Media ReleaseFrom: Flinders University
The mystery of the role of people and climate in the fate of Australian megafauna might have been solved in a breakthrough study published today.
'Megafauna', giant beasts that once roamed the continent — including wombat-like creatures as big as cars, birds more than two metres tall, and lizards more than seven metres long — became extinct about 42,000 years ago. But the role of people in their demise has been hotly debated for decades.
The new study, led by a team of researchers from the ARC Centre of Excellence for Australian Biodiversity and Heritage (CABAH), analysed fossil data, climate reconstructions, and archaeological information describing patterns in human migration across south-eastern Australia.
The team developed and applied sophisticated mathematical models to test scenarios to explain regional variation in the periods during which people and megafauna coexisted.
For the first time, the research suggests a combination of climate change and the impact of people sealed the fate of megafauna, at least in south-eastern Australia. And that distribution of freshwater — a precious commodity for animals and people alike as the climate warmed — can explain regional differences in the timing at which megafauna died out.
"There has been much debate among scientists about what conditions led to this extinction event," said lead author Dr Frédérik Saltré, Research Fellow and Coordinator of the Global Ecology Lab at Flinders University.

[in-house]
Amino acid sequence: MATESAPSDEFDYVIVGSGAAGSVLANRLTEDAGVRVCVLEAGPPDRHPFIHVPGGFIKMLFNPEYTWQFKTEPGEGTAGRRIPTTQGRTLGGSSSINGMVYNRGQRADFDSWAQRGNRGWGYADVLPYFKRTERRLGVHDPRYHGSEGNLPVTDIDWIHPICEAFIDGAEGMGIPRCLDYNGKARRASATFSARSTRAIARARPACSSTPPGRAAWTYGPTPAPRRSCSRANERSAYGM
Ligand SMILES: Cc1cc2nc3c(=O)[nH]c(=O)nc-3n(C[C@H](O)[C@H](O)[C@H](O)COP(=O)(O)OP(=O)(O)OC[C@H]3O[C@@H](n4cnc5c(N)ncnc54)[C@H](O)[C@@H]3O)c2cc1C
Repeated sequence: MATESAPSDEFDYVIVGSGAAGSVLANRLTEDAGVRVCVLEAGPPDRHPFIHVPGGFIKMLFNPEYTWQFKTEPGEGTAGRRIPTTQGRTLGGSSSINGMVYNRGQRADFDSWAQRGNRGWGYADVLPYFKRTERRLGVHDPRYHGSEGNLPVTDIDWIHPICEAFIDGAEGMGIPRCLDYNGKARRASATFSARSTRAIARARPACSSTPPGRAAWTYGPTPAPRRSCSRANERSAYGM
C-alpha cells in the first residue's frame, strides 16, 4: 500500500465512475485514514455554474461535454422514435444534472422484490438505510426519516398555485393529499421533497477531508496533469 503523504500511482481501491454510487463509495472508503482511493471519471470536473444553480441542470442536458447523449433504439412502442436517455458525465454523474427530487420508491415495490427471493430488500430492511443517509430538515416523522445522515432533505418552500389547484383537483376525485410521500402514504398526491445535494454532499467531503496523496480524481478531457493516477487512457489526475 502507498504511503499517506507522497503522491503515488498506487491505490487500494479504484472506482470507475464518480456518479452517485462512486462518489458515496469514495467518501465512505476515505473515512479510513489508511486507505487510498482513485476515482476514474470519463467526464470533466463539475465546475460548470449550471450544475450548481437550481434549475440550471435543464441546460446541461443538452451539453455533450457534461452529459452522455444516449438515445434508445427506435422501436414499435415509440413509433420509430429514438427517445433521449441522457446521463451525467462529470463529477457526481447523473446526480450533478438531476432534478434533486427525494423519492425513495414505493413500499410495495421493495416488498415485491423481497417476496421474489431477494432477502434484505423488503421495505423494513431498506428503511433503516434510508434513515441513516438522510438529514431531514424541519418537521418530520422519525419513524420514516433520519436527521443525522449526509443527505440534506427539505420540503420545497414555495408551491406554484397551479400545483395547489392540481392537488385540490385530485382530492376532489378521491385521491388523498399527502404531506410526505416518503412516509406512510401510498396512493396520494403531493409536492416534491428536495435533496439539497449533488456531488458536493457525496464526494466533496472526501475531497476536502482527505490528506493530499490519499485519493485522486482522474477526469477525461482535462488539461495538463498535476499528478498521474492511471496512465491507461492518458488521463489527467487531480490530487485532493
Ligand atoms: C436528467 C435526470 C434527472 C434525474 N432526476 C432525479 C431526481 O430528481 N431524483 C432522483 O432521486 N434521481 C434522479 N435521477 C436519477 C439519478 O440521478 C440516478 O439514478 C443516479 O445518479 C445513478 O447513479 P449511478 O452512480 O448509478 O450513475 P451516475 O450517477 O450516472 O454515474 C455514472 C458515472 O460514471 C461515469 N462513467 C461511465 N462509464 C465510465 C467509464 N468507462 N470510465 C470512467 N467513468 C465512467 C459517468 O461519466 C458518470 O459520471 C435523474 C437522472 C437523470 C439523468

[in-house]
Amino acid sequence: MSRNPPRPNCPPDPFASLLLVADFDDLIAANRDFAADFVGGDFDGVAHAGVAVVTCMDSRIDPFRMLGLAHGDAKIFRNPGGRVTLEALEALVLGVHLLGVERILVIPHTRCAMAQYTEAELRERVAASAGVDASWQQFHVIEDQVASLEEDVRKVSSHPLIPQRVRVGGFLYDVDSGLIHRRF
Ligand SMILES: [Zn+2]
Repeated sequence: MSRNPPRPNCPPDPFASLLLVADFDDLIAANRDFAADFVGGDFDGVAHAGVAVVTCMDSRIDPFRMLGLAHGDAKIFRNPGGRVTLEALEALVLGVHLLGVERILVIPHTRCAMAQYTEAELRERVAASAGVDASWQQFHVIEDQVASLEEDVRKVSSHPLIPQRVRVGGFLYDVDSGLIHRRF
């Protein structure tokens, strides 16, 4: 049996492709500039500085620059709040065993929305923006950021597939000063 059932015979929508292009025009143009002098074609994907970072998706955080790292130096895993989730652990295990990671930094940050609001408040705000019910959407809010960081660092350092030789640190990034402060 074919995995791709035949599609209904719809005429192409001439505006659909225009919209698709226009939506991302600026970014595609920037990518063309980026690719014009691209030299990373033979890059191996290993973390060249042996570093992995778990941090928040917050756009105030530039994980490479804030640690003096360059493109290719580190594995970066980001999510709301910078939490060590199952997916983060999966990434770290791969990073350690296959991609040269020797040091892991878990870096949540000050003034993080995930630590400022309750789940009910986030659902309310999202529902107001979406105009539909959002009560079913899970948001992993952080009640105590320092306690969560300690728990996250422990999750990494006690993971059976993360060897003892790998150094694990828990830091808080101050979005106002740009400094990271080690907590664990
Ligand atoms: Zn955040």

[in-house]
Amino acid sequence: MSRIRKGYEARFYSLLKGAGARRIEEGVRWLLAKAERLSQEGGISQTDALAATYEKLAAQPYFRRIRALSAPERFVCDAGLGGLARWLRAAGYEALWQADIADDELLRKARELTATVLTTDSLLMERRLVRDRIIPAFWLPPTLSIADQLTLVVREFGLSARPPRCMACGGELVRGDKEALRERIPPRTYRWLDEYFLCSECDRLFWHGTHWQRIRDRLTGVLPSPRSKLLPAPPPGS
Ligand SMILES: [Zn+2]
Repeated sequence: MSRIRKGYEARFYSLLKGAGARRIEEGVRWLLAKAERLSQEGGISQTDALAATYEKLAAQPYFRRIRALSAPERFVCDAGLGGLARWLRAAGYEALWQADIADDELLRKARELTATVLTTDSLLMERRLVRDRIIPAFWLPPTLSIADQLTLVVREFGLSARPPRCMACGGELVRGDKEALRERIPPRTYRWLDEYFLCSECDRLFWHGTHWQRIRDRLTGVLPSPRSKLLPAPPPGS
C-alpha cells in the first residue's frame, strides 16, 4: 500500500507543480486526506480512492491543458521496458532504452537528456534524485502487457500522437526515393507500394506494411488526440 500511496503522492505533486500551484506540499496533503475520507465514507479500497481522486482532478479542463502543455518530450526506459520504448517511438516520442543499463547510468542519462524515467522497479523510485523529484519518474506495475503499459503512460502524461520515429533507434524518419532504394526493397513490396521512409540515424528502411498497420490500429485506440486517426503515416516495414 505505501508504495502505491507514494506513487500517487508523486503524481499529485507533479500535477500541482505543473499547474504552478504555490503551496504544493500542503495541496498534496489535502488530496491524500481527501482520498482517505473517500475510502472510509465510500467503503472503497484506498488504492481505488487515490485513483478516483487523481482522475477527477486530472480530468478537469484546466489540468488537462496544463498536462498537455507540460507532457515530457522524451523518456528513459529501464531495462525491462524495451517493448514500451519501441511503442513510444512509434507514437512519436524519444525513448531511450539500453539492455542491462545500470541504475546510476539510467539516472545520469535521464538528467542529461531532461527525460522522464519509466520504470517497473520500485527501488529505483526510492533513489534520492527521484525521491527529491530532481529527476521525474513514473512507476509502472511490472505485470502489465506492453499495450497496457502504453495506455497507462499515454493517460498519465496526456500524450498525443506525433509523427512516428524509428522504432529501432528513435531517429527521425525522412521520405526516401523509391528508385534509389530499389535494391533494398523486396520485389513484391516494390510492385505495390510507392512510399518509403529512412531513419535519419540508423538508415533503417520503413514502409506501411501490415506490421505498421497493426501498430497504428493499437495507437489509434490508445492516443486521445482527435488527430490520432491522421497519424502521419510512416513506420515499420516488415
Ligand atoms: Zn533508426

"Resolving this question is important because it is one of the oldest such extinction events anywhere after modern human beings evolved and left Africa", he added.
The findings, published in Nature Communications, are the result of analysis and complex modelling based on data including more than 10,000 fossils and archaeological records. Using high-quality fossil data and archaeological evidence of human activity, the researchers were able to map regional patterns of megafauna extinction.
They developed sophisticated models to test the impact of factors including climate, water availability, and human activity on localised patterns of megafauna extinction.
The extinction pattern could only be explained by the combination of people sharing the environment and the reduced of availability of freshwater due to climate change.
“The regional patterns in extinction are best explained by the hypothesis that people migrated across Australia, exploiting lakes and other sources of drinking water connecting the drier regions in between,” said co-investigator Professor Corey Bradshaw of the Global Ecology Lab at Flinders University.
“It is plausible that megafauna species were attracted to the same freshwater sources as humans, thus increasing the chance of interactions.”
The new insight that human pressure and climate change work together to trigger species extinction is a “stark warning” for the immediate future of the planet’s biodiversity facing even stronger climate and habitat disruption, Dr Saltré concluded.